Home > Episode Reviews, Katanagatari > Katanagatari Episode 1 – Stronger than the Sword

Katanagatari Episode 1 – Stronger than the Sword

My co-blogger has mentioned that light novels are “playground for experimentation and novelty” and that this often carries over into anime adaptions. Durarara!! and Baccano!, by Narita Ryohgo, are great examples of this. But it’s rare to see the anime format itself altered that much in the process. Whatever intriguing ideas a light novel series may have, it’s got to be segmented into 20 minutes chunks.

Enter Katanagatari, a show where each book is made into its own 50 minute episode, and then released once a month. Each novel/episode advances one month ahead in the timeline, and books themselves were written one a month throughout 2007. It’s a very unique way to preserve the spirit and structure of the source material, and an intriguing experiment.

It also means that this isn’t a show made for weekly updates, which makes blogging it a bit of a challenge. But it’s a good enough show to be worth covering, and now there’s enough of a buffer to be able to cover two episodes a month.

Despite seeing his polite and dignified older sister, I can't shake the impression that Shichika was raised by wolves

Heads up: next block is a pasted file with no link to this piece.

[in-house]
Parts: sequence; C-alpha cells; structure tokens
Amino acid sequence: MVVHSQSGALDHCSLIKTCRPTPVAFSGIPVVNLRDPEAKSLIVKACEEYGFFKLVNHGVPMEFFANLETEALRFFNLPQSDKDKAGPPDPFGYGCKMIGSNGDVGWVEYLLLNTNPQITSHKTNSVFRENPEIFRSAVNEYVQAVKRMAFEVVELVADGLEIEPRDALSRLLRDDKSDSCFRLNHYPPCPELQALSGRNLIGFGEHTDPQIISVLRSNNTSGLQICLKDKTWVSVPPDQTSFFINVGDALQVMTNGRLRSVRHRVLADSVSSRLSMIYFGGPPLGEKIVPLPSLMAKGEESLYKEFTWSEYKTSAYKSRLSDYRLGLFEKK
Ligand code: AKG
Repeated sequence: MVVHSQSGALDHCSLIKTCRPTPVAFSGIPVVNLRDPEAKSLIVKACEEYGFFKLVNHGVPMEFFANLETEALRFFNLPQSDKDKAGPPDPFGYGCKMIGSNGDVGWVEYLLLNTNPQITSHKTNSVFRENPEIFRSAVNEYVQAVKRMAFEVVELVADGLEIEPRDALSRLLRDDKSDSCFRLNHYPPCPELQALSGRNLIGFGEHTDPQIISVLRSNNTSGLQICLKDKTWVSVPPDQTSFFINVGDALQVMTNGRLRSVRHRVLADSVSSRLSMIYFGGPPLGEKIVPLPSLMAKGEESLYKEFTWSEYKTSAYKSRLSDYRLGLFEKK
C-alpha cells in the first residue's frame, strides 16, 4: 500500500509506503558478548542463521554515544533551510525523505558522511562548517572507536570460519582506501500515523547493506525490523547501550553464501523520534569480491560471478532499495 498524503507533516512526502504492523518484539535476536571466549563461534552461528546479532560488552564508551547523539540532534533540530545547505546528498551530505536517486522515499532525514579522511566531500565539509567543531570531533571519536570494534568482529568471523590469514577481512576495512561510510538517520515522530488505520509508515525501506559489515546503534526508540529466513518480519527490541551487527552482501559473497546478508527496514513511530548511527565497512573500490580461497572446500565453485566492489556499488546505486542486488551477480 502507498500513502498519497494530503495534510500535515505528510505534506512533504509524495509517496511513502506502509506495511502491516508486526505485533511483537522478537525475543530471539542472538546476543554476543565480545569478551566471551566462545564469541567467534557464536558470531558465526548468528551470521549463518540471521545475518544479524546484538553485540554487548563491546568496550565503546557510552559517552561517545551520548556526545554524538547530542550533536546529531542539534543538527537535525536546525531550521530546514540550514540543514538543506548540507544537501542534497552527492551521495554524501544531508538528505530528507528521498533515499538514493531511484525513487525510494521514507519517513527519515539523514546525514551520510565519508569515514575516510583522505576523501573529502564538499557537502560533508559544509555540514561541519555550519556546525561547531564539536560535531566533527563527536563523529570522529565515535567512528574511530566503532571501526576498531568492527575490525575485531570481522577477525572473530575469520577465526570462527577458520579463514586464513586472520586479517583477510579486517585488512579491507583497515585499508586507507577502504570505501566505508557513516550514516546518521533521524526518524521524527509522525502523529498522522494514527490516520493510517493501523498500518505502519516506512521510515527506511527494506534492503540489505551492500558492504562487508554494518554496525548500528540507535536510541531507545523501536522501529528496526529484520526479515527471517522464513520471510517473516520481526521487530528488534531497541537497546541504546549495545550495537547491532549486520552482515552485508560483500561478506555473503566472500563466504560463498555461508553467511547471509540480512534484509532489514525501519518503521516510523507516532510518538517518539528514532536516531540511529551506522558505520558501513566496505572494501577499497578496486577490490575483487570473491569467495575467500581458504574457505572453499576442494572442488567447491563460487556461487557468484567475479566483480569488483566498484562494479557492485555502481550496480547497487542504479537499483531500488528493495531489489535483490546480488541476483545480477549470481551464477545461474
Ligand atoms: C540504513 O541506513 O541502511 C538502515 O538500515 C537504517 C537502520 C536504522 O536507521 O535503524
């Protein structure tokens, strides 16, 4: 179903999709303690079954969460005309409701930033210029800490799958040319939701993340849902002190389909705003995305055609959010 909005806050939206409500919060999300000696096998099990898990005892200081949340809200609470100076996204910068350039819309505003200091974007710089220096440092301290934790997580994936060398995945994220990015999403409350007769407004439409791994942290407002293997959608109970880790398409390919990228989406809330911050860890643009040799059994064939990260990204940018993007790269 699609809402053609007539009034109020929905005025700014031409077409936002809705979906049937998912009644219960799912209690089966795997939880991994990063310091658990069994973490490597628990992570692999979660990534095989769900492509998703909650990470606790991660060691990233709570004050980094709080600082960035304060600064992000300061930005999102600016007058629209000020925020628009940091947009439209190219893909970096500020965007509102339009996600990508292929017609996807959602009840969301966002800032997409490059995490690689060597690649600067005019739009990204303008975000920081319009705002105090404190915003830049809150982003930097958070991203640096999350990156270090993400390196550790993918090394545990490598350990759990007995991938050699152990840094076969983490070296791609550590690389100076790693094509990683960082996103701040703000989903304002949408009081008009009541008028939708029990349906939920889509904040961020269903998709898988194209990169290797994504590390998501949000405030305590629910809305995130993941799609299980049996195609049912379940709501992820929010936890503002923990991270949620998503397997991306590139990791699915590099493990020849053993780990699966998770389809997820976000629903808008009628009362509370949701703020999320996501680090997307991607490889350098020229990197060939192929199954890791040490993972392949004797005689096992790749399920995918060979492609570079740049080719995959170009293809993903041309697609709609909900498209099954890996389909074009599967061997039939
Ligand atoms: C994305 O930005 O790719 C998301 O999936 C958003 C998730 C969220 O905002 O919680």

During the period of the Owari Shogunate (which, since there never was an Owari Shogunate, is probably just meant to mean “during the Edo period”) a rebellion occurred led by Takahito Hida, which was only put down through the intervention of the sixth head of the Kyotouryuu School, Yasuri. After the rebellion was crushed, the Shogunate worried about the power of the Kyotouryuu school, and exiled Yasuri and his family to a deserted island. Twenty years later, a year after Yasuri died, the island’s only occupants are his children, Shichika the son and new family head, and Nanami the older, wiser yet petite and sickly daughter.

Their solitary exile is interrupted by the arrival of self-proclaimed strategist Togame, who has a mission for the the head of the Kyotoryuu school. Spread throughout Japan are the swords of Kiki Shikizaki, a master class smith. While the Shogunate has had some luck collecting most of his more mediocre works (each of which would be a masterpiece in itself), they have thus far been unable to collect his twelve masterpieces, each of which is said to have the power to defeat armies. Worried about the possibility of another rebellion led by one of these swords and its wielder, Togame has taken it upon herself to collect them for the shogunate.